Initially, the couple may have found themselves attracted to each other due to the very differences that might end up driving a wedge between them. A westerner might well find an Asian to be “sweeter” and more attentive than they had previously been used to, while an Asian may have been wooed by perceived western good manners and charm. These differences may seem appealing at the beginning of a relationship but, if either or both partner maintains these personality traits without adapting accordingly, then problems can ensue.
That is because each person’s expectations of the other will invariably shift through time, and what was once considered pleasing and loving attentiveness can morph into something considered to be clinging and controlling. Likewise, an easy-going persona can over time be regarded as indecisiveness and immaturity.
Another aspect that should not be overlooked is that of homesickness. No matter how long one lives in another country, it is unlikely that he or she will ever feel totally devoid of feelings for their motherland and rather than decreasing over the years, these emotions can lay dormant and then take on greater significance as time goes by.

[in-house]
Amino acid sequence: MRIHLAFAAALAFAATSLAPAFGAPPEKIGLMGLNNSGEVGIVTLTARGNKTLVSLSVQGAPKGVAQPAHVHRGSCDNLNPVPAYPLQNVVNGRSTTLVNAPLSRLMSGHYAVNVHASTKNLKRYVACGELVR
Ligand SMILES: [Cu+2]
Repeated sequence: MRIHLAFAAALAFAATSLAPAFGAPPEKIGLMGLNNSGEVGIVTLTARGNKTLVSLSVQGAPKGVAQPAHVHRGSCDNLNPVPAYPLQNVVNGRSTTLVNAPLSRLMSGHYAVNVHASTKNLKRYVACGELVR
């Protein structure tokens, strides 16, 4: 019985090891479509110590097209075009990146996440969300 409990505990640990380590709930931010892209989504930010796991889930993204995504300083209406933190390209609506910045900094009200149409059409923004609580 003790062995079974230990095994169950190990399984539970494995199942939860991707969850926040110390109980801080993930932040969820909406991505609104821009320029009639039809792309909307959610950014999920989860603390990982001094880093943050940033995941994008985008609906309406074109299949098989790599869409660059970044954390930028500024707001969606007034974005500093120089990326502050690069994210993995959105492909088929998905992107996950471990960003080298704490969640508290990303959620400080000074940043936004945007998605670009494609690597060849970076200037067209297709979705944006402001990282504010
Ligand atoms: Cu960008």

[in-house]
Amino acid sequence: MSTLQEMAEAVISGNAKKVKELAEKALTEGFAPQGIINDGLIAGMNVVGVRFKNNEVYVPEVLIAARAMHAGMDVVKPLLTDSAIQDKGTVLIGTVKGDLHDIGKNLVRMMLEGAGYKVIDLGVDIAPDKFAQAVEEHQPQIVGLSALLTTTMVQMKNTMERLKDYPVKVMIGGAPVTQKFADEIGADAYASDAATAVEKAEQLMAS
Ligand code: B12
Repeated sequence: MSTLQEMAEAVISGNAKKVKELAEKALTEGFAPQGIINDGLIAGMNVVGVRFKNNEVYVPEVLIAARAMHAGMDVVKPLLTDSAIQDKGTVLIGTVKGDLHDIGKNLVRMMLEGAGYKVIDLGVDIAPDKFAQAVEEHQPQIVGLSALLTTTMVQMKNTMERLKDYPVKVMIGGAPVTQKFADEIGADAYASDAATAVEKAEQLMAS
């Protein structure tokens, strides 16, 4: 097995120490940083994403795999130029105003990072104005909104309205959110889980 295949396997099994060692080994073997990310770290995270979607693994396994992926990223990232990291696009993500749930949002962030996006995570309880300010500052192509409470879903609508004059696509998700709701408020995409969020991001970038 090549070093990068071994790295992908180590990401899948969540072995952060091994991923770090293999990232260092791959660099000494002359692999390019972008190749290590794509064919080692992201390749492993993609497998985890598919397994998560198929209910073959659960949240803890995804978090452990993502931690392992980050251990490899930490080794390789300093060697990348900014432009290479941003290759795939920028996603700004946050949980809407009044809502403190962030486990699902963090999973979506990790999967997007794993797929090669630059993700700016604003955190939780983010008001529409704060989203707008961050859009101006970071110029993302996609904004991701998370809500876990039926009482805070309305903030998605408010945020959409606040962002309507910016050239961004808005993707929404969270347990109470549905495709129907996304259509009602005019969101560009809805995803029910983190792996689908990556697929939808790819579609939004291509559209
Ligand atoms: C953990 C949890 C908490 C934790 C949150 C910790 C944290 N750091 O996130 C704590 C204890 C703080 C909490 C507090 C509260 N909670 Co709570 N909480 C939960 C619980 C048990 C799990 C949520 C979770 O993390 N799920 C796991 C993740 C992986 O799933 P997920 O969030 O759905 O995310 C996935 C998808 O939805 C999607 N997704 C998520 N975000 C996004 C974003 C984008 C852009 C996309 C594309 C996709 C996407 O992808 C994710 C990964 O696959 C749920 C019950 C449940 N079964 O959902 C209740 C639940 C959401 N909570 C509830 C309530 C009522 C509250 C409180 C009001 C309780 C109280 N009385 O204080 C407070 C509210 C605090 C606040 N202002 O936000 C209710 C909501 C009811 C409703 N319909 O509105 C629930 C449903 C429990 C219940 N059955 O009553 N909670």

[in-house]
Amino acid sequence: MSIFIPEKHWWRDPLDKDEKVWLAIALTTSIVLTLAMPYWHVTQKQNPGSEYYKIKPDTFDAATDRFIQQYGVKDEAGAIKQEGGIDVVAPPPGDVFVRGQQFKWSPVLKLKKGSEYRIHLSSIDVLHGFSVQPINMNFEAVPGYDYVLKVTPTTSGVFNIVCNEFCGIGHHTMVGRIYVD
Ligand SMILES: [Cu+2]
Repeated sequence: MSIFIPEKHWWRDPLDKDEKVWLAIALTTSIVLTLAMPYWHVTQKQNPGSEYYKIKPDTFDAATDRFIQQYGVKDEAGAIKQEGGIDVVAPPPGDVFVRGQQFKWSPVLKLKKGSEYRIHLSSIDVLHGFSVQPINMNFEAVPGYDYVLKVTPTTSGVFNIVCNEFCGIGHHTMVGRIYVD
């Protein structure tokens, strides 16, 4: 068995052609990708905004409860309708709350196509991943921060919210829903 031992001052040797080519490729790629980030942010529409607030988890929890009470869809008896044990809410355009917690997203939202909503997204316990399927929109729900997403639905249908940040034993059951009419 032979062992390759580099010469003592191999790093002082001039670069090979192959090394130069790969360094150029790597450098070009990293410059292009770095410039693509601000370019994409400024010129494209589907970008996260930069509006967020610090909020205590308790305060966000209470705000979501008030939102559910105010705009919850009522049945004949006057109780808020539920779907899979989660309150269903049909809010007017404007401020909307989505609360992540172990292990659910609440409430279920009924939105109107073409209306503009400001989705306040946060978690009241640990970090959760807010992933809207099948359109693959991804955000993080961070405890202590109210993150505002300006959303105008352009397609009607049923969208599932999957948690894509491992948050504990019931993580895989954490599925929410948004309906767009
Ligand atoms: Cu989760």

Everyday scenarios and activities will differ between the cultures; such as these can be difficult to come to grips with irrespective of the length of time one spends in a foreign country. These can include such mundane activities as driving, bureaucracy, time-keeping, work ethics, attitude to saving and spending money, food, and simple social etiquettes such as saying ‘please’ and ‘thank you’ and interrupting others when they are speaking.
What are perfectly acceptable social norms in one culture can be seen in another as being totally out of line, and while efforts will be made to adapt to them, over a long period of time they can eventuate in problems. Constant effort to be flexible and accepting is required and can be draining, especially for the partner in the marriage living in the other’s country.
That said, the “host” spouse will also need to show considerable and extended patience as their partner gets older. That is because nobody likes to listen to their partner continually whining, complaining or comparing the country in which they live to the one they left behind. As people get older, they sometimes become more mellow and understanding, on the other hand, they sometimes become more reflective and start thinking about “home” more and this too can cause difficulties down the line.
In short, although the adage of “Cultural Differences” should not be dismissed as merely a myth, there is much more that needs to be considered. Too many people believe that they are different and that their love is pure and so will conquer everything only to discover the hard way that constant hard work, dedication and a good sense of humour are prerequisites for a lasting relationship.